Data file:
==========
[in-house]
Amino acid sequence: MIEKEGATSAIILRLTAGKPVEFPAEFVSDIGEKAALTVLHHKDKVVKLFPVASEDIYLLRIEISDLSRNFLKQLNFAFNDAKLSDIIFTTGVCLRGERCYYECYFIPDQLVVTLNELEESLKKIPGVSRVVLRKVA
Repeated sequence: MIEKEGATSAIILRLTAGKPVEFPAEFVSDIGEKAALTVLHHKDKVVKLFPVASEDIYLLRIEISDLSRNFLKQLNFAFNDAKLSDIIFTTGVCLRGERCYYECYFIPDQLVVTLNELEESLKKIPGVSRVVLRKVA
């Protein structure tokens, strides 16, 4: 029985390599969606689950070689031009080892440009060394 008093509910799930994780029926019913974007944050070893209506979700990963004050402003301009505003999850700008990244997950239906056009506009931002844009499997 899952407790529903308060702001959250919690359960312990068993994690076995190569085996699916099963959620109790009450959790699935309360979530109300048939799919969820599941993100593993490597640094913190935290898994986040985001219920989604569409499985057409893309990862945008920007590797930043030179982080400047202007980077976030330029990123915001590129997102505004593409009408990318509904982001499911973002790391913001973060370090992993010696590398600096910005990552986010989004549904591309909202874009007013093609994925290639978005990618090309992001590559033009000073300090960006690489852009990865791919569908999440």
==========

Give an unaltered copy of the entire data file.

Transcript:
[in-house]
Amino acid sequence: MIEKEGATSAIILRLTAGKPVEFPAEFVSDIGEKAALTVLHHKDKVVKLFPVASEDIYLLRIEISDLSRNFLKQLNFAFNDAKLSDIIFTTGVCLRGERCYYECYFIPDQLVVTLNELEESLKKIPGVSRVVLRKVA
Repeated sequence: MIEKEGATSAIILRLTAGKPVEFPAEFVSDIGEKAALTVLHHKDKVVKLFPVASEDIYLLRIEISDLSRNFLKQLNFAFNDAKLSDIIFTTGVCLRGERCYYECYFIPDQLVVTLNELEESLKKIPGVSRVVLRKVA
């Protein structure tokens, strides 16, 4: 029985390599969606689950070689031009080892440009060394 008093509910799930994780029926019913974007944050070893209506979700990963004050402003301009505003999850700008990244997950239906056009506009931002844009499997 899952407790529903308060702001959250919690359960312990068993994690076995190569085996699916099963959620109790009450959790699935309360979530109300048939799919969820599941993100593993490597640094913190935290898994986040985001219920989604569409499985057409893309990862945008920007590797930043030179982080400047202007980077976030330029990123915001590129997102505004593409009408990318509904982001499911973002790391913001973060370090992993010696590398600096910005990552986010989004549904591309909202874009007013093609994925290639978005990618090309992001590559033009000073300090960006690489852009990865791919569908999440």